French novelist, poet, dramatist and accomplished artist Victor Hugo was born on 26 February 1802. He shares a birthday with my brother, John Fitzsimons, who is also a very accomplished artist. We know Hugo best for his novel Les Misérables (1862), which has been adapted for stage and screen. You can read it here. Most of us (me included) probably assume that the iconic image of “Cosette“, which adorns a million T-shirts is a modern one. In fact it was drawn by French artist Émile Bayard for the original edition of Les Misérables.
Yesterday (25 February) was the anniversary of the première of Hugo’s historical drama Hernani, ou l’Honneur Castillan, an event that sparked riots between Romantics, drafted in by Hugo, and Classicists, who felt that their values were under attack.
Decades later, in 1877, when French actress Sarah Bernhardt (1844-1923), one of Wilde’s Women, triumphed as Doña Sol, the woman central to the plot, Hugo presented her with a human skull. On it, he inscribed the words:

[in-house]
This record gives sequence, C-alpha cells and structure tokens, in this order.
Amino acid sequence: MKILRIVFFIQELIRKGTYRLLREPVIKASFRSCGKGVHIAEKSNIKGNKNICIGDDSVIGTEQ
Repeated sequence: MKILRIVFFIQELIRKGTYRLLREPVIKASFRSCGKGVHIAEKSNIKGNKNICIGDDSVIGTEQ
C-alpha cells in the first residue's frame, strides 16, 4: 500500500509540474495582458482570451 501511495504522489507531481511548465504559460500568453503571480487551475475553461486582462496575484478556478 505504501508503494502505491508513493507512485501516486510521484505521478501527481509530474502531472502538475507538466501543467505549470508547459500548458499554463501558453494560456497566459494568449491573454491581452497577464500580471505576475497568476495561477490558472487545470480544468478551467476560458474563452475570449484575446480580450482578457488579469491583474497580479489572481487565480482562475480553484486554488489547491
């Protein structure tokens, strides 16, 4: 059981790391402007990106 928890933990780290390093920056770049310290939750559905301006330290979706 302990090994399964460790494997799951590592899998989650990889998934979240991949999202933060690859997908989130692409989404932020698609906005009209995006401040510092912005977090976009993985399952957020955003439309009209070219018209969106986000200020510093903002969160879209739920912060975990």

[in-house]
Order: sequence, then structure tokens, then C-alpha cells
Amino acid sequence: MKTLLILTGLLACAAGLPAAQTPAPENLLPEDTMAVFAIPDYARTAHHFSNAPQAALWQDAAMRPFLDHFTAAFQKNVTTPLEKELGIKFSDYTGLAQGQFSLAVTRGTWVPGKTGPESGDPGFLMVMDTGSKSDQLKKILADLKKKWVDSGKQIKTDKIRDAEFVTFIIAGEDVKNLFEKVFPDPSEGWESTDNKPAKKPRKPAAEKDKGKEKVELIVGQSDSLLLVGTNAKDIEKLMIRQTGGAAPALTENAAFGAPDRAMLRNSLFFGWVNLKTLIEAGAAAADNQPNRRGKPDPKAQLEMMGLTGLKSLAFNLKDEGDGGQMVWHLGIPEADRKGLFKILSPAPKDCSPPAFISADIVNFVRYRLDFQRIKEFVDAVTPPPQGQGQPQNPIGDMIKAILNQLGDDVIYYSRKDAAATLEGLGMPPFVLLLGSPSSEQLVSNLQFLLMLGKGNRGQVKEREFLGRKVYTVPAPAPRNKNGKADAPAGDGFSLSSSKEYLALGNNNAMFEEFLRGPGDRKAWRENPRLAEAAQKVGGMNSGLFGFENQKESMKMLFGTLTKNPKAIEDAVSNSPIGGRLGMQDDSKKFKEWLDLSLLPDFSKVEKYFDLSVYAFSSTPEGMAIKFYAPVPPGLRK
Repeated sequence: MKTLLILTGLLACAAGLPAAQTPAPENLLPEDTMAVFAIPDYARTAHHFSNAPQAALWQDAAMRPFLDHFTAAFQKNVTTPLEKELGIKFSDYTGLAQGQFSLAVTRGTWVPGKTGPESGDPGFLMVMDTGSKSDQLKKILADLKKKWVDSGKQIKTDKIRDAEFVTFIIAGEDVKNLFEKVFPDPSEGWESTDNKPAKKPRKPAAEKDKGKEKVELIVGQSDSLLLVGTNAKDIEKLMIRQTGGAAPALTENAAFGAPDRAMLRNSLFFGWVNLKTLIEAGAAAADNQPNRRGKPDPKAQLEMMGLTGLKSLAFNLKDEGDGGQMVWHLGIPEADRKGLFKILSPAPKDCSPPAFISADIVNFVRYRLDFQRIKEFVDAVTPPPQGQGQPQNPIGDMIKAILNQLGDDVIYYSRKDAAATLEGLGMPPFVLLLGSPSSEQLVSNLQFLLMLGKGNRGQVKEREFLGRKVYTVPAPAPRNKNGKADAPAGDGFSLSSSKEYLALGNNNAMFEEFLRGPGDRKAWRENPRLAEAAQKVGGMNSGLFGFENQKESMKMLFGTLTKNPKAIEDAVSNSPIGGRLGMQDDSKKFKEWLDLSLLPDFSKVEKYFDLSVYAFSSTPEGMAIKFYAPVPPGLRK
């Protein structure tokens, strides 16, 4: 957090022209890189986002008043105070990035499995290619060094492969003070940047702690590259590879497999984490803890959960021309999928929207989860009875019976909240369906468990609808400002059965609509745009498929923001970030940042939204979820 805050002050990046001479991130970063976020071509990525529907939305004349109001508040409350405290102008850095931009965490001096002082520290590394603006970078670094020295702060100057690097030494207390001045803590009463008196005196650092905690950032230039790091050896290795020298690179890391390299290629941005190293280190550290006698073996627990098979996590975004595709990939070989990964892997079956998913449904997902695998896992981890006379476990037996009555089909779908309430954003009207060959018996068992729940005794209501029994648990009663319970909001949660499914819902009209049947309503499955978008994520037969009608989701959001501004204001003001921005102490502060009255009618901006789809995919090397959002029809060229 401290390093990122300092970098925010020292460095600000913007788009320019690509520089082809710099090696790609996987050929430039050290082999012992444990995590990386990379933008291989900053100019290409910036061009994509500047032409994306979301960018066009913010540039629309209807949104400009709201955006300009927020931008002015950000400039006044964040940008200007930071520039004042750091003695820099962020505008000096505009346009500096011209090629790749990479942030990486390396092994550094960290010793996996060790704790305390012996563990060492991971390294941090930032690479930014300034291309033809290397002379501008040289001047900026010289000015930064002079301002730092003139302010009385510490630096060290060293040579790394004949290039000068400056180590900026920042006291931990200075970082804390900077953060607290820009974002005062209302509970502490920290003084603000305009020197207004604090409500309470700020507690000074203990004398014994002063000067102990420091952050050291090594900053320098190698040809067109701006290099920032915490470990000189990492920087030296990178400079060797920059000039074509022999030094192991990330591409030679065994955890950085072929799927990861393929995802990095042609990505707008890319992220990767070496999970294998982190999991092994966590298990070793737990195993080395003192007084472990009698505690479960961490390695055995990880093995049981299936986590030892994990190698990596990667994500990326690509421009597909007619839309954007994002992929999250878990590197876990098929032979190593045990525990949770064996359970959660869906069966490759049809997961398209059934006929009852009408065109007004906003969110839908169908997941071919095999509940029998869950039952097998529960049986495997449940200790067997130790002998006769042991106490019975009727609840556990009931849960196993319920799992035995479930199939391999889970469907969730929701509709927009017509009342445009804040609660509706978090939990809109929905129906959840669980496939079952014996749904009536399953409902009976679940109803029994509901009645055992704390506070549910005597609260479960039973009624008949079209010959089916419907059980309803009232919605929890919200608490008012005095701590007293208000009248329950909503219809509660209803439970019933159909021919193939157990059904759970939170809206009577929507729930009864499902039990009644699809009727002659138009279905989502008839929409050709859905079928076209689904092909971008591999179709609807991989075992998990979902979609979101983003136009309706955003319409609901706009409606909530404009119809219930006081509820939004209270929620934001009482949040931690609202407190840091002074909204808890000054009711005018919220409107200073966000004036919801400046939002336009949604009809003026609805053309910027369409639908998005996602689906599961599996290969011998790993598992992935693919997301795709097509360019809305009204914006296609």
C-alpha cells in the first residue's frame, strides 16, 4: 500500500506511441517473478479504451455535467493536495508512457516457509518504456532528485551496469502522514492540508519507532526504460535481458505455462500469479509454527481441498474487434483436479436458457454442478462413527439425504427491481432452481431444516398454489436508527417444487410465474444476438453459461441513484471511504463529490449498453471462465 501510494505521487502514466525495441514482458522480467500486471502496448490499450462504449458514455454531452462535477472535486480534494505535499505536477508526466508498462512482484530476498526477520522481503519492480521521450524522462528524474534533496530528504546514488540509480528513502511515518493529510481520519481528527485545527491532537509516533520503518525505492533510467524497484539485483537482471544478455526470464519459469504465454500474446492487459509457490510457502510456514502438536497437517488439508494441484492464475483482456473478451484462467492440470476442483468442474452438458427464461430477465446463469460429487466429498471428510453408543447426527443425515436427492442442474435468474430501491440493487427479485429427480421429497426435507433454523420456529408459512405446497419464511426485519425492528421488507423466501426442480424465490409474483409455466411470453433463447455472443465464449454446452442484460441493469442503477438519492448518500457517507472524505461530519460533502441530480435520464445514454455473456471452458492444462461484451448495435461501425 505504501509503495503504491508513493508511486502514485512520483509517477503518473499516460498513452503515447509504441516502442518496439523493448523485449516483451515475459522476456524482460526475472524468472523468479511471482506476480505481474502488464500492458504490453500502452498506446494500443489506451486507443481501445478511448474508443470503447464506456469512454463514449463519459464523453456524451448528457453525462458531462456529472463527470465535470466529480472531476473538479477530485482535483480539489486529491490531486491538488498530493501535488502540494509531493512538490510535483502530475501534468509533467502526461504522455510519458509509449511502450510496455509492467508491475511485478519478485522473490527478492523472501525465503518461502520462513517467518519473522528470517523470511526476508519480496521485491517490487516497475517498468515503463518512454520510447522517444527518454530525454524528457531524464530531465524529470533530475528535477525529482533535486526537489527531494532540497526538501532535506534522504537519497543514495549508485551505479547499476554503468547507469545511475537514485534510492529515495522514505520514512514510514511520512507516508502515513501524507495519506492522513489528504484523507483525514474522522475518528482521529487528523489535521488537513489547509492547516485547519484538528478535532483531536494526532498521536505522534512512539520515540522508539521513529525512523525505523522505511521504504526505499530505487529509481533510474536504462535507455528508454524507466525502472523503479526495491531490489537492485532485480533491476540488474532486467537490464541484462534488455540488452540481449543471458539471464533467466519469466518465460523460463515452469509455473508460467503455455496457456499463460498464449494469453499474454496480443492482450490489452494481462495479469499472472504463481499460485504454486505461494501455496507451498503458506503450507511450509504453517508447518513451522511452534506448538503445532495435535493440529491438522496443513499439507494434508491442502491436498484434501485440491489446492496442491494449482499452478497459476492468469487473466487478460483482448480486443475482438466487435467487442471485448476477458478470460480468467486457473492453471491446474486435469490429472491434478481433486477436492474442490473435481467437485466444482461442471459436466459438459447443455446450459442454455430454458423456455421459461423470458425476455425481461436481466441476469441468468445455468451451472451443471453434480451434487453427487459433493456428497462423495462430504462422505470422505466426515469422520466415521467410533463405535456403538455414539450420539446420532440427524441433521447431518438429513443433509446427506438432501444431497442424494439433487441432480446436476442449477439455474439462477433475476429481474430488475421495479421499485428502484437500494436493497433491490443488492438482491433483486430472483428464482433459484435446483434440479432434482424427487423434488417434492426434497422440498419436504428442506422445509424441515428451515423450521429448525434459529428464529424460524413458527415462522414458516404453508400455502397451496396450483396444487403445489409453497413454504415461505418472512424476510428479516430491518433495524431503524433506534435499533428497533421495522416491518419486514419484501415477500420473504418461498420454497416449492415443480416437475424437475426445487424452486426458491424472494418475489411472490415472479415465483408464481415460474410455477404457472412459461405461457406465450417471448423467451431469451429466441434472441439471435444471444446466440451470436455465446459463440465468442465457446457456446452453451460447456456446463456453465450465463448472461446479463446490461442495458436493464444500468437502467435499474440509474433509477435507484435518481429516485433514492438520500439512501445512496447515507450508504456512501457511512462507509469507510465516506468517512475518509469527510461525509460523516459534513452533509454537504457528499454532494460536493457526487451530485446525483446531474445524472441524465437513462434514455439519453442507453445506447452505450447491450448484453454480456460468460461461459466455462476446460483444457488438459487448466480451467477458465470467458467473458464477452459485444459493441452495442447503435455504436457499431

Squelette, qu’as tu fait de l’âme?
Lampe, qu’as tu fait de la flamme?
Cage déserte, qu’as-tu fait
De ton bel oiseau qui chantait?
Volcan, qu’as-tu fait de la lave?
Qu’as-tu fait de ton maître, esclave?*
Bernhardt adored his macabre tribute, and used it as Yorick’s skull in the grave scene in Hamlet when she played the eponymous prince.
*Skeleton, what have you done with your soul?
Lamp, what have you done with your flame?
Empty cage, what have you done with
The beautiful bird that used to sing?
Volcano, what have you done with your lava?
Slave, what have you done with your master?
Sarah Bernhardt is one of the stars of my book Wilde’s Women